Investing in oil and gas stocks is actually quite simple, even if you don’t know anything about the energy industry. (My friends in Calgary would say I am living proof of that.)
From my experience in speaking with management teams and reading research reports, I’ve put together a basic information list for retail investors doing initial research into oil & gas companies. It’s not exhaustive, but the answers should provide the basic information to decide if you want to do more due diligence.
Either call management, or go to the company’s website and look at its corporate presentation. The Top 10 bits of information I want to find out initially is:
- How many barrels of oil per day (bopd, or “boe” for natural gas – barrels of oil equivalent) is the company producing, and how quickly have they grown production in each of the last 3 quarters.
- How much of their production is oil and how much is natural gas (gas prices are very low right now and doesn’t produce much if any cash flow for companies)
- How much net cash or net debt do they have? This industry uses a lot of debt, so if a company actually has net cash, they could grow more quickly because they have an entire untapped line of credit waiting to go drilling, and grow the business. And of course no debt means no debt payments and flexibility in doing business.
- Where are the properties? Investors give North American assets a slight premium, unless the company is either growing very fast or has a management team that has built and sold an oil & gas company. Political risk shows up in the stock price.
- How many wells will the company be drilling in the coming nine months? This will give you an idea of how fast they may grow. Companies usually say in their presentation how many wells they will drill property by property, but don’t often give an overall number in one slide. Odd, but true.
- How much will all this drilling cost, and do they have the money or cash flow to do it? Most companies have a slide in their corporate presentation that shows their estimated cash flow for this year or next along with their estimated capex, or capital expenditure, which is their drilling budget. Or do they have to raise money in the market to do the drilling they want? (This is not good—when the market smells a financing coming, it drives the stock lower.)
- Are these wells higher risk exploration wells or lower risk development stage wells? Development wells are just filling in an already discovered oil field. It means these wells will almost certainly repeat the success of the discovery well; the oil or gas formation is large and drilling success is “repeatable”. The market loves certainty, and most companies go out of their way to crow about their “undeveloped land acreage” and “X year drilling inventory”; the number of wells they could drill on this development stage land.
- As an example, the new, big shale formations in North America are very “repeatable”. The Bakken oil field in Saskatchewan is “repeatable” in large scale, i.e. it could support many wells.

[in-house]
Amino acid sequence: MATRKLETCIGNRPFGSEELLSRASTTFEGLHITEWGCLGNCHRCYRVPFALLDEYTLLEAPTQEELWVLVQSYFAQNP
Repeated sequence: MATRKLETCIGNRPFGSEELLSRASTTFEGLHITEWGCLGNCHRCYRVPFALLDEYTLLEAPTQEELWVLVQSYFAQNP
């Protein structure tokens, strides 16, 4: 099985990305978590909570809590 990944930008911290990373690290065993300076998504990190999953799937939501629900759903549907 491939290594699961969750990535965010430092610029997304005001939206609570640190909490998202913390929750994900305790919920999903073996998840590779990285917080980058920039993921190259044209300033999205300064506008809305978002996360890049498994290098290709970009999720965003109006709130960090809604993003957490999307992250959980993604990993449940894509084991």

- If the company is doing exploration drilling, what has been the company’s success rate in each of the last two years? HINT: if it’s not on the powerpoint, guess what… There is new technology called 3D seismic that allows companies to see the producing oil/gas formations much better – and now means a much higher success rate for exploration. Anything under 70% success in raw exploration I get nervous. (I don’t buy the longshots.)
- What has management done in the past – have they ever built and sold a producing energy company?
- How many research analysts follow the story? If the answer is 3 or less, why hasn’t management been able to secure more coverage–there is a reason. It might be because your target investment is small. It might be it is just not a compelling growth story as you think. Or it might be just because management doesn’t raise money much, i.e. rarely if ever issues equity. Analysts get partly compensated on the business they can bring into the firm. If they cover a producer who will never raise money, they’ll never get paid, so who cares?
Without analyst coverage there is no institutional money flow in the stock. And without institutional support, your stock will need A LOT of drilling success to move up, and will likely always trade at a big discount to its peer group.
There are LOTS of other questions to ask. This is just Round 1. In my next column, I will outline my Round 2 of questions I pose to management.
A couple of those questions are a little more delicate; you can tell that when management tells you – oh, all that information is in the quarterly financial statements, go look it up – that they really don’t want you talking about it.
Asking the above questions has led Oil and Gas Investments’ $200,000 portfolio to a gain of +79% over the past six months. These criteria work and as a subscriber, you can see this first hand.